Baltimore and New York will start sharing information about illegal weapons they seize, creating a database that gets around a congressionally imposed restriction on information local departments can obtain about guns seized outside their borders, the Baltimore Sun reports. Federal law gives cities only limited access to the national database that tracks guns used in crimes. Mayors hope other cities along the I-95 corridor will sign on, and by sharing the information they will be able to spot trends in regional gun trafficking that they say are invisible to them under current system.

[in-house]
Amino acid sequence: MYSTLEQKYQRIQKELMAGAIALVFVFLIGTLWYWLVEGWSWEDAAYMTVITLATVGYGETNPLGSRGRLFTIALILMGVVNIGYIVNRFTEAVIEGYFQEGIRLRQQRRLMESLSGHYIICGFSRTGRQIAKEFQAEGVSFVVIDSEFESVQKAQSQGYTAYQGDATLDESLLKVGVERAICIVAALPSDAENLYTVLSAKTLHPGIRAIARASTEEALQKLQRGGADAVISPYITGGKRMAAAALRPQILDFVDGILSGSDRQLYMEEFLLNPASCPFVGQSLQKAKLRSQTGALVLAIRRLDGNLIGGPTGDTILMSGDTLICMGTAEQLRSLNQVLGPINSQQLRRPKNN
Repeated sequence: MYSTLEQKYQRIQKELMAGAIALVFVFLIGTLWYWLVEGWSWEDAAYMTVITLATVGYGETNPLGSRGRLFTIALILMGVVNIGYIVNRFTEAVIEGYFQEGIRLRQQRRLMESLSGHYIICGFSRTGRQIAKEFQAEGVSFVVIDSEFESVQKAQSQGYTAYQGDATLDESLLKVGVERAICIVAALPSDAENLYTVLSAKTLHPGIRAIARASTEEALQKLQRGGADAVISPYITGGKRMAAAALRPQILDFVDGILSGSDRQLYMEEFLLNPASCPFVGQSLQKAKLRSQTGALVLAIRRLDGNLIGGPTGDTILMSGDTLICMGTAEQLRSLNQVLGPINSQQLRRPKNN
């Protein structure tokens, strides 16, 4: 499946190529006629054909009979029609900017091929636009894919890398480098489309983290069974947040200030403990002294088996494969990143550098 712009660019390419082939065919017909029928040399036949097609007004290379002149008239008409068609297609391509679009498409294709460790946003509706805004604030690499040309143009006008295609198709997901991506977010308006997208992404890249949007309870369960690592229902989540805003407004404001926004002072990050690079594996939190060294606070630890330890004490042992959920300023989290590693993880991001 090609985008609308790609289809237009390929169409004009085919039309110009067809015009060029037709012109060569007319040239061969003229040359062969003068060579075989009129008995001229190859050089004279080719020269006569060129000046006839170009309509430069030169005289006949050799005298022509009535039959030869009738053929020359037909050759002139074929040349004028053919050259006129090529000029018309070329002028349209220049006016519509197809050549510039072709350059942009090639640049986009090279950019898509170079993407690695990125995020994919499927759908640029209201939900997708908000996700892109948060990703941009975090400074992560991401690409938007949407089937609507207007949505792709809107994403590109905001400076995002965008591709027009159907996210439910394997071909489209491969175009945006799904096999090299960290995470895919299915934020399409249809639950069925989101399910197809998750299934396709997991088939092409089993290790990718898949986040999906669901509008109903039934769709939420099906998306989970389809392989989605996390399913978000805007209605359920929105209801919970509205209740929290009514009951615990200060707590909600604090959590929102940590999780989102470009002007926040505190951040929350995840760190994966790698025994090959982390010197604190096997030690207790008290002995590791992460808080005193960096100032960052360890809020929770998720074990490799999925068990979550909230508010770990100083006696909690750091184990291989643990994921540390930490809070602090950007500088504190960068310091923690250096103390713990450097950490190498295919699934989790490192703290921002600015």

“This is the kind of system that the federal government should be doing, but they aren’t,” said New York Mayor Michael Bloomberg. “Cities are fighting crime in isolation. Congress has a treasure trove of data and we are not allowed to see it.” The mayors also will share ballistic data and investigative information including the price of weapons sold on the streets, nicknames of known drug traffickers, and the distances people are traveling to purchase illegal weapons. Baltimore Mayor Sheila Dixon expects the database to be in operation in the next several months. Mike Campbell, a spokesman for the U.S. bureau of Alcohol, Tobacco, Firearms and Explosives, said once cities obtain federal information they can share it with each other. ATF cannot tell a Baltimore detective anything about the purchase of a gun found in New York.